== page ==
|dc.description.abstract||This research commenced with an observation that unfairness/injustice encountered in a well-resourced school may be different from that experienced in a school challenged with behavioural concerns and academic underachievement. Part of this difference may be due to pedagogical, cultural unresponsiveness of the school towards the Māori and Pasifika participants; that is, relational cultural values. Alternatively, there could be other reasons entirely.
The thesis represents my personal growth in moving from a psychological/scientific view, that all could be found by applying the right instruments to the people in question, to a view that the responses and people needed to be seen in a political and social context. It represents an original contribution to critical psychology.
One way of finding out about unfairness/injustice is to ask students for their perceptions. Subsequently, I searched the literature for what it could reveal regarding student perspectives on unfairness. The literature proved to be mostly silent on the topic. I attributed the silence to the influence of a distributive justice paradigm and its associated metaphors.
To rectify this literature gap, and reveal the students’ voice, I proposed two empirical inquiries and a critical reinterpretation of the data from the empirical findings. These research undertakings are aimed at opening the gap in the literature to enable these voices to be heard. The first empirical activity involved an innovative qualitative survey using a purposive sample of 77 early adolescents, middle school participants to determine the diversity of a phenomenon of experienced unfairness. The second empirical activity inquired into the processes behind assigning meaning to unfairness and involved interviewing 13 students. Finally, I explored injustice at a whole school level by a critical reinterpretation of the data focusing on cultural, structural injustices.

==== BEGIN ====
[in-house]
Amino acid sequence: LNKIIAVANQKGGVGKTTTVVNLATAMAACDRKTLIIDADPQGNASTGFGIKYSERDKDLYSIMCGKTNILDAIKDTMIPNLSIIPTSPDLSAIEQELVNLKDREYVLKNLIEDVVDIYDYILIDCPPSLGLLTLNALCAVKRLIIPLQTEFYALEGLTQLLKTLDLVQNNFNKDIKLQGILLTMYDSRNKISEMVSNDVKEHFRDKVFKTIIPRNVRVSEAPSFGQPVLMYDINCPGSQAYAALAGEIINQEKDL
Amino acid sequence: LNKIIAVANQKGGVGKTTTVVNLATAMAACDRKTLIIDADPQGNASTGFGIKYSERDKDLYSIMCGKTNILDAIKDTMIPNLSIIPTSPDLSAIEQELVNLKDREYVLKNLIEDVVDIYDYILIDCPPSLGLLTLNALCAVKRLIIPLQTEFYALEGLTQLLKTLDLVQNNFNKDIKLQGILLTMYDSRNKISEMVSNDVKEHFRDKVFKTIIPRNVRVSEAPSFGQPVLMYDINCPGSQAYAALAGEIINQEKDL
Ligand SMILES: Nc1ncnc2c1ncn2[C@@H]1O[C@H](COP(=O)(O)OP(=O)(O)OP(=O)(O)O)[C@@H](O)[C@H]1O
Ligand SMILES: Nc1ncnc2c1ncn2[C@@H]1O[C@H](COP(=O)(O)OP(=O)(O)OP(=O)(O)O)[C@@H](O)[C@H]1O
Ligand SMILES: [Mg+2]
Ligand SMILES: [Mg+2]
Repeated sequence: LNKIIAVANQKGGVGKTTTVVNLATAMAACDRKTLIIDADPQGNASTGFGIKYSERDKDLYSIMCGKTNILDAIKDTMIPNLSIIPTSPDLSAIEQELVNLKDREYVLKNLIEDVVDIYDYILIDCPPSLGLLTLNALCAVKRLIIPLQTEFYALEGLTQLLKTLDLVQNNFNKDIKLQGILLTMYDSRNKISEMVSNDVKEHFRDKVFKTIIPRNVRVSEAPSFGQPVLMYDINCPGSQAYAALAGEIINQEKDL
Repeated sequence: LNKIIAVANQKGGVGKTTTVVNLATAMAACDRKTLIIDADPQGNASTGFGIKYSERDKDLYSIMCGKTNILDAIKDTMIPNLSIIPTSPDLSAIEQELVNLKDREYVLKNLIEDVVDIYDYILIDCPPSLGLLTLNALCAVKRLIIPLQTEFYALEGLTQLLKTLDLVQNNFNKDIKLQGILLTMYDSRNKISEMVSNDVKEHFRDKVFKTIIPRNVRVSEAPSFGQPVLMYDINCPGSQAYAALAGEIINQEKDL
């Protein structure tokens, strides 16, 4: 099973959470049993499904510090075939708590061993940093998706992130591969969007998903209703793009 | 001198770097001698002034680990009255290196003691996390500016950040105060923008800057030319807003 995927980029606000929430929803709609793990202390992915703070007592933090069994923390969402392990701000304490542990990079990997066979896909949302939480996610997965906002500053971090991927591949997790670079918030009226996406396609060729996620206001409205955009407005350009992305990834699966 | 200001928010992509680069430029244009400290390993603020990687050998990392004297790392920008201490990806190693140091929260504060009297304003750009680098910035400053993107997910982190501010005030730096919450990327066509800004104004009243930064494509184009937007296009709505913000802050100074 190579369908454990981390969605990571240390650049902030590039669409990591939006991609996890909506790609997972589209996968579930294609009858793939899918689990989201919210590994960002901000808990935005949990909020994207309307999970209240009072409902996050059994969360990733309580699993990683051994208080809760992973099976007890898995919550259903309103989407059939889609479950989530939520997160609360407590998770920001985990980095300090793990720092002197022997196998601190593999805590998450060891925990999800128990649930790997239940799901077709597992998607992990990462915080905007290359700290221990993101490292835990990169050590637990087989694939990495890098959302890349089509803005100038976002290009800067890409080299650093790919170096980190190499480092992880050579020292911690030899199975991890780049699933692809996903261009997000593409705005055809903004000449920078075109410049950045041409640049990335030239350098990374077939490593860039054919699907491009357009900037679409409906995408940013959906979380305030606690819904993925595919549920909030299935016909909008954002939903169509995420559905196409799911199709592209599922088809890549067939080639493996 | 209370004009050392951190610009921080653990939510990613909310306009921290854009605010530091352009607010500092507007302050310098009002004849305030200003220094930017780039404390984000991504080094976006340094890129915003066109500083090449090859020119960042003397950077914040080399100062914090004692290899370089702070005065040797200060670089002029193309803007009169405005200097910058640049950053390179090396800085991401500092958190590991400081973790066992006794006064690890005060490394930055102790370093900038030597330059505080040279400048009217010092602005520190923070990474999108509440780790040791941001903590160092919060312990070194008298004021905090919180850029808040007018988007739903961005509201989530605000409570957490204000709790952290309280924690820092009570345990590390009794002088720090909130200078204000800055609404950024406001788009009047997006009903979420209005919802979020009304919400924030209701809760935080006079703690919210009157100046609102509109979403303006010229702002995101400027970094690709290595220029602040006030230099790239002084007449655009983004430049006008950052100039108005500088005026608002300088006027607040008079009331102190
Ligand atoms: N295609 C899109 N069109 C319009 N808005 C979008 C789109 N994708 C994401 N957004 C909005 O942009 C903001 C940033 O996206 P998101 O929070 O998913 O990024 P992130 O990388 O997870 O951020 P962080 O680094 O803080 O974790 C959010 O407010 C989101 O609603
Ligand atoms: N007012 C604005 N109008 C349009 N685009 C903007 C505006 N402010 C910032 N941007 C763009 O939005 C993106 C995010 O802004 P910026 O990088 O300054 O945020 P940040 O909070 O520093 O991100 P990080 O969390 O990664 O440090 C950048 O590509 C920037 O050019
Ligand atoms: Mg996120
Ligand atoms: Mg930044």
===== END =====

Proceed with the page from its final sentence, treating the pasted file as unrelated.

The first interpretive activity was to analyse the survey data, using thematic analysis, in order to establish the diversity of unfairness within this student population. The second stage involved an analysis of data from 12 semi-structured interviews using interpretive phenomenological analysis, with a focus on the processes in assigning meaning to unfairness. The combined data revealed the possibility of a phenomenon of perceived unfairness as a judgment of accountability for unfairness (an adverse event, culpability being established for that event, and a comparison of the event against a breach of ethical standards, via counterfactual cognitive processes). This interpretation revealed four superordinate themes of: ‘Why did she do that to me?’; ‘It is not fair!’; ‘Intense relational emotions’; and, ‘Managing intense emotion.’
A third activity involved a critical reinterpretation of the unfairness themes as structural injustices resulting from unequal cultural, relational power. The structures were theorised as the result of a mutual conditioning process of neoliberal school culture and student cultural values. Students’ Māori and Pasifika cultural, interpersonal, relational values provide the basis for the students’ counter-conditioning. The neoliberal influenced culture was evaluated through the Education Review Office reports and the technical processes of performativity, managerialism, and competition. The students’ counter-conditioning was through judgements of injustice. Mutual conditioning produced four structural injustices based on violations of Pasifika and Māori cultural, relational values. Four structures were analysed in the form of underachievement, intra-peer bullying as lateral violence, teacher bullying, and the closure of the participants’ intermediate school.
I argue that counterconditioning contributed to students’ marginalisation by maintaining their underachievement, disrupting the establishment of strong learner identity, silencing and stigmatising, and continuing colonial trauma. Teacher bullying was disrupting the development of a model of a successful teacher-student learning partnership.
A judgment of either individual judgement of unfairness or collective structural injustice may generate a ‘force’ of relational power from the embedded cognition of these judgements. Through emotional complexes, theorised as a social relational power, bodily euphoria as anger can affect a range of strategic action. Anger may be associated with strategic disengagement as resistance, but inadvertently contribute to marginalisation by withdrawal. Sadness, as dysphoria, may contribute to engagement coping skills. The utterance of “It is not fair” may be a protest and a warning of cultural, relational injustice.||en_NZ